Food And Fitness Franchise Trends

Food And Fitness Franchise Trends

I made the transition from restaurant franchising to the fitness and wellness sector this past year, and have seen the migration momentum continue to build as many restaurant franchise owners are also making the switch from multi-unit restaurant operators to multi-unit fitness studios. As a former executive from the quick-service and fast-casual restaurant space, I’ve seen firsthand the restaurant franchise industry’s migration to the fitness and wellness space. The fitness franchise industry has been gaining momentum and industry players from all franchise sectors are taking note.

Fitness is a simpler model to operate

Fitness franchise owners can scale to multi-units and, instead of operating one restaurant with 50 staff members, may have five units with 30 total employees. Fitness is a simpler model to operate One of the biggest differences in fitness and restaurant franchising is that the business model in the fitness space is less complicated. However, that’s not to say fitness is easy by any means, as you still have to be consistent every day, provide an exceptional customer experience and serve your customers just like in the restaurant business. In fitness, there is room for owner-operated or manager-run models, and in both scenarios, you are dealing with less staff, no food handling issues and very limited inventory compared to restaurants. many big players like Giani, Frespresso, Grillin, Gosouth, Monginis provide franshise opportunities.

Food And Fitness Franchise Trends

Food And Fitness Franchise Trends

Lower Investment Costs, Fewer Barriers to Entry

There is naturally more flexibility in fitness because small business owners can afford entry and the business model can be attractive for both mid-size and large multi-unit groups. The simpler business model and generally lower buildout costs mean a lower cost of entry to get started as a franchise owner in the fitness space. Restaurant franchises comparatively are more expensive, which has helped contribute to the restaurant sector being dominated by highly capitalized ownership groups.

More stability, less disruption

If you look at the restaurant industry, there are some serious disruptions that have emerged that can rapidly erode profits without major changes to the business model. These include third-party delivery services and raising minimum wage laws on top of ever-rising food costs. Minimum wage laws are not as impactful to fitness as there are far fewer employees and even fewer who are near the minimum wage. Some fitness regiments come and go, but the fitness business model is generally stable and consumer spending in the industry continues to grow as people spend a larger share of their wallet to reach their fitness goals.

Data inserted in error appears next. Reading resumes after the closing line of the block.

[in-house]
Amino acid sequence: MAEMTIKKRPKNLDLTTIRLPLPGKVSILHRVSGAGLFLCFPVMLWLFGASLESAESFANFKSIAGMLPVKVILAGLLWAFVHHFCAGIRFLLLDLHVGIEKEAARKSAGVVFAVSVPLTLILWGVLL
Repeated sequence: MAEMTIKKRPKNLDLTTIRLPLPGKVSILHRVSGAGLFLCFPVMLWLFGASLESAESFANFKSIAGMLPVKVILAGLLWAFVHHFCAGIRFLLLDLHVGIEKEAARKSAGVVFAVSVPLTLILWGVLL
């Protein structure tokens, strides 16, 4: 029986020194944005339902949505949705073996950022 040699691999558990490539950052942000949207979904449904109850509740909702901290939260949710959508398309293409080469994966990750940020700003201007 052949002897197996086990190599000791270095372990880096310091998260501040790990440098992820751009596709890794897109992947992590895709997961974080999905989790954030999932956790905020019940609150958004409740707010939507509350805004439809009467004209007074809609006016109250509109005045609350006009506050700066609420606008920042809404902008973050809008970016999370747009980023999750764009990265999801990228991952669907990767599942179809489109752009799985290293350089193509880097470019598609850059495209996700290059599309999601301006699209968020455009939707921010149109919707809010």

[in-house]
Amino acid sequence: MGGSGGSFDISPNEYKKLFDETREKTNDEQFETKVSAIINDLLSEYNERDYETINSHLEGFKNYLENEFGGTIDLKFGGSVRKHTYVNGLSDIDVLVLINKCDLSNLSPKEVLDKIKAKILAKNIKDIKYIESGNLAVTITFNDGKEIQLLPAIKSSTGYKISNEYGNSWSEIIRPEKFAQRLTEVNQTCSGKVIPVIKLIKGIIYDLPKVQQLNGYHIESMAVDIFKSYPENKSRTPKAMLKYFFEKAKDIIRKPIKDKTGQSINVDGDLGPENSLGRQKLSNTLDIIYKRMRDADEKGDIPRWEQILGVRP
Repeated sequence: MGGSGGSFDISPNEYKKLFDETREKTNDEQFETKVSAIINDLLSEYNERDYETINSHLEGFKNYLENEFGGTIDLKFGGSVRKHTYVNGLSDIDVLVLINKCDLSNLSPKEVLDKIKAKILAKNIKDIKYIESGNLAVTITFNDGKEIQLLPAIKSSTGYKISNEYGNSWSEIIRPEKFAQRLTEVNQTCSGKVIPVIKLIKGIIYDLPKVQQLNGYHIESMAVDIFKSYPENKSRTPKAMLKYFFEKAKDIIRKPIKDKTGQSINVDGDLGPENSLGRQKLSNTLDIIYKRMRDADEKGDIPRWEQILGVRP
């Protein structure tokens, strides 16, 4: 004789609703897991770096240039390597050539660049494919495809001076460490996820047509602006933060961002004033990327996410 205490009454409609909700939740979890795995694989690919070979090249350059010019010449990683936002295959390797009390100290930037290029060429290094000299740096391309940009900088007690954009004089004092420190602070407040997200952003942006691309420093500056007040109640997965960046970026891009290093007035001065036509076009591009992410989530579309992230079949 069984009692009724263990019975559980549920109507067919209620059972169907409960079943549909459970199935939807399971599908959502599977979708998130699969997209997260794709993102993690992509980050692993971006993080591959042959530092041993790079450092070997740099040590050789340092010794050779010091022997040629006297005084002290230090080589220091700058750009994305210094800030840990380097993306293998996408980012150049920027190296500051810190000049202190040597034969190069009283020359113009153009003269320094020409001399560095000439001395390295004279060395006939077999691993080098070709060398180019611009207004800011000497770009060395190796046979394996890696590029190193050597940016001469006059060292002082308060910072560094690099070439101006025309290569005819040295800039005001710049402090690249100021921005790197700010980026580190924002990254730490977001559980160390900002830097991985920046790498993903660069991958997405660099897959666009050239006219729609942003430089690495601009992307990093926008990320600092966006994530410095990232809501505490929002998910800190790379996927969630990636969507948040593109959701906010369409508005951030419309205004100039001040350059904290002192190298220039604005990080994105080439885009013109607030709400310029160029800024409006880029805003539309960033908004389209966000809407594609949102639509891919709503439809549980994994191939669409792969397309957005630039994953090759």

Additionally, while technology has certainly disrupted many other industries, it’s actually served to complement the fitness industry, making the one-to-one relationship with a fitness professional more meaningful, and insight-driven. Private fitness is proving to be lucrative, too. In 2017, Fitness Together’s highest annual revenue studio reached $925,679 with the average annual revenue of the top third of studios being $564,378.

Improving people’s lives

Demand for personal trainers has grown steadily over the past five years, and IBISWorld estimates that growth will continue between 2018 and 2022. As a whole, our population is moving to a place where fitness and health are key parts of our lifestyle, so when you open a health and wellness business, you are ultimately helping people find solutions to real-life problems. As an owner, knowing you have a business that is not only profitable but also allows you to see the positive transformations in the lives of your customers, is an incredible feeling that is hard to pass up. From my experience in both the restaurant and fitness/wellness space, I’ve heard from entrepreneurs that they are finding fulfilment from being in the health and wellness industry compared to others. Much of this growth is because consumers are no longer looking at the money they spend on fitness as a luxury, but rather a necessity. I have seen firsthand how this demand is affecting the fast-growing fitness space versus the restaurant space.

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